3. Brokeback Mountain-Known to most simply as "the gay cowboy movie," Brokeback Mountain is often overlooked for its moving look at a doomed love. Ennis Del Mar (Heath Ledger, in an Oscar nominated performance of startling subtlety and depth) is your standard stoic cowboy. Jack Twist (Jake Gyllenhaal, who got a supporting actor nomination) is a rodeo rider looking to have a good time. When the two take jobs as herders on the slopes of the titular mountain for a summer, they find a connection that both confuses and enthuses them. They depart to lad separate lives"”Ennis to marry his longtime sweetheart Alma (Michelel Williams) and Jack to fall in love with a rich rodeo girl (Anne Hathaway) but the two reunite whenever possible for "fishing trips" when they can just be their true selves. As Alma discovers her husband's secret, Ennis is driven further and further into a repressive seclusion, and Jack is tormented by his love for a man who cannot let himself return it. Watching Ennis in all his inarticulate torment as he grapples with shame, self-hatred, and unstoppable desire, the film shows us a portrait of the tragic possibilities of repression.

2. Good Night and Good Luck-The story of Edward R. Murrow (David Strathairn) and his battle against Joseph McCarthy, Good Night and Good Luck throws us into a world torn apart by fear and suspicion, where most people are willing to abandon their principles to ensure their careers. At its center are Murrow and his producer Fred Friendly (George Clooney) who refuse to cease their exploration of the truth and their stand behind their principles, even in the face of a political machine that is willing to tear them apart. With stellar supporting turns from Robert Downey Jr., Patricia Clarkson, Jeff Daniels, and Ray Wise, the film examines one man's bravery and thestrength of character it takes to stand by your beliefs no matter what it costs you.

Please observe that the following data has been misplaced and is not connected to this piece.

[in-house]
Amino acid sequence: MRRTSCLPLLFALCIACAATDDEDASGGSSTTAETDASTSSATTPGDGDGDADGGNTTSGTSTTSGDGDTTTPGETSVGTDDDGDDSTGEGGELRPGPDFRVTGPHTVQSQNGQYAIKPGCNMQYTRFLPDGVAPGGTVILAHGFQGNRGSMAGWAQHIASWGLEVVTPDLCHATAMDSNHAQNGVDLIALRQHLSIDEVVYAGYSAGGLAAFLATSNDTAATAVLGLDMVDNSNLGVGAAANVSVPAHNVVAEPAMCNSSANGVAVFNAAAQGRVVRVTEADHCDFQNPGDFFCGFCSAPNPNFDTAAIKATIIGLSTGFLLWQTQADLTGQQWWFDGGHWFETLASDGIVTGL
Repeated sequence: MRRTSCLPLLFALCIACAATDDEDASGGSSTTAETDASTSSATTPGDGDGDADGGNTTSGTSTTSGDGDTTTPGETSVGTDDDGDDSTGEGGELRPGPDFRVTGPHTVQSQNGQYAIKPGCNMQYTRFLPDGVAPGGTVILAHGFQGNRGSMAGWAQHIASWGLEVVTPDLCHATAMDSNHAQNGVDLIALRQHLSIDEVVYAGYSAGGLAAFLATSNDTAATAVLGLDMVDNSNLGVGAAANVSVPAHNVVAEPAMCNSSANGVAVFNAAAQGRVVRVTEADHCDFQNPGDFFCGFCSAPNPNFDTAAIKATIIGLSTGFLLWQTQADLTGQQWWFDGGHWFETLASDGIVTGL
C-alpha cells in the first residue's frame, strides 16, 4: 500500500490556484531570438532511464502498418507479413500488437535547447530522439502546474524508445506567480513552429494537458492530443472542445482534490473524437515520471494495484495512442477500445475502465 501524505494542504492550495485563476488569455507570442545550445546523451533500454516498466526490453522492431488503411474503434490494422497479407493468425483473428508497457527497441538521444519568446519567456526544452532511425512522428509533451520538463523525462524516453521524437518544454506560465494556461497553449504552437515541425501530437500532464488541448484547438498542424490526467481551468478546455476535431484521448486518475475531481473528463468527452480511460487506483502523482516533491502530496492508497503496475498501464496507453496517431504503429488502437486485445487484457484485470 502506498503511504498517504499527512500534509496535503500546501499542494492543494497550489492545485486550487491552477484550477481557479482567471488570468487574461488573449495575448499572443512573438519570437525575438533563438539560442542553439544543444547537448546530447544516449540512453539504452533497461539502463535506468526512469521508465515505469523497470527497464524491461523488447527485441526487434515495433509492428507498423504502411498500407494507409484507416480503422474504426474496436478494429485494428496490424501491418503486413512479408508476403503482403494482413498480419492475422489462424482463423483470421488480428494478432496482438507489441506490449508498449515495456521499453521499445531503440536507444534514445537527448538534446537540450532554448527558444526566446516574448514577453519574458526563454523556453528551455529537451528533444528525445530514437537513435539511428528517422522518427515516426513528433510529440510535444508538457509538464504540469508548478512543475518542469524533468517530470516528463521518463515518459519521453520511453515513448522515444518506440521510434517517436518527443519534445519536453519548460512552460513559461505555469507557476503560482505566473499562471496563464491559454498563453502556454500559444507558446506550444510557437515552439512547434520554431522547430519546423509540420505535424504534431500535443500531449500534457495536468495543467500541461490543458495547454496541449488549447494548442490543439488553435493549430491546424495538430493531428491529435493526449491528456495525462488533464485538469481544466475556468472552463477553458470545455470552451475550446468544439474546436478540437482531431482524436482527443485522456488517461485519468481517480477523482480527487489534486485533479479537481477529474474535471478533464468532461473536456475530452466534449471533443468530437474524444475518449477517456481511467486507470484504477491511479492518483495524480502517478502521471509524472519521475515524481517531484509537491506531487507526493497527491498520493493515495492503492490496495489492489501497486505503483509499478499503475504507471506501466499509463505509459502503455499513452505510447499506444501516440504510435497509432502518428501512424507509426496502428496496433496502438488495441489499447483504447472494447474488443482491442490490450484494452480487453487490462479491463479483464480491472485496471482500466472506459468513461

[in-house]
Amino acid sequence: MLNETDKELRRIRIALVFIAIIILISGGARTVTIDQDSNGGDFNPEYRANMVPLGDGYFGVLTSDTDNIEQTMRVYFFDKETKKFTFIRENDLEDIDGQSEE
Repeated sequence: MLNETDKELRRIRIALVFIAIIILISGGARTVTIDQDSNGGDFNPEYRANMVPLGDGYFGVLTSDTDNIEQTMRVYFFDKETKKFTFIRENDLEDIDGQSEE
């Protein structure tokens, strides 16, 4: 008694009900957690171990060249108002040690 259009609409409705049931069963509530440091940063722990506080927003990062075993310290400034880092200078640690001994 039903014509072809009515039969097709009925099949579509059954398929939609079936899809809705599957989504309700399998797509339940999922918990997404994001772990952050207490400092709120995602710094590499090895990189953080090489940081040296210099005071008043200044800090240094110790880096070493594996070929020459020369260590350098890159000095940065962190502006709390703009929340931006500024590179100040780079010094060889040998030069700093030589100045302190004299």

1. The 40 Year Old Virgin-For decades the "sex comedy" has turned out turgid examinations of the male psyche and its apparent obsession with just one thing. The 40 Year Old Virgin (the directorial debut of Judd Apatow) could easily have stayed the course with standard raunchy jokes and disgusting occurrences (and the film has plenty of both), yet it also added heart. Any (Steve Carrell) has been so unlucky in love that he has given up entirely. All of that changes when his coworkers (Paul Rudd, Seth Rogen, and Romany Malco) set out to get him some, and when he meets Trish (Catherine Keener, her full versatility on display), a grandmother who sells other things on e-bay professionally and who may just be the woman of his dreams. Carrell imbues Andy with serious amounts of pathos as he struggles with his insecurities, his past heartbreak, and (it is a sex comedy after all) his unwillingness to masturbate, and it is this heart that brings the movie its emotional depth. Raunchy, hilarious, adorable, and heartwarming, The 40 Year Old Virgin displays the fully realized potential of an attempt to combine the romantic comedy and the sex comedy, and to look at the depths that exist beneath two genres that are all too often confined strictly to the surface.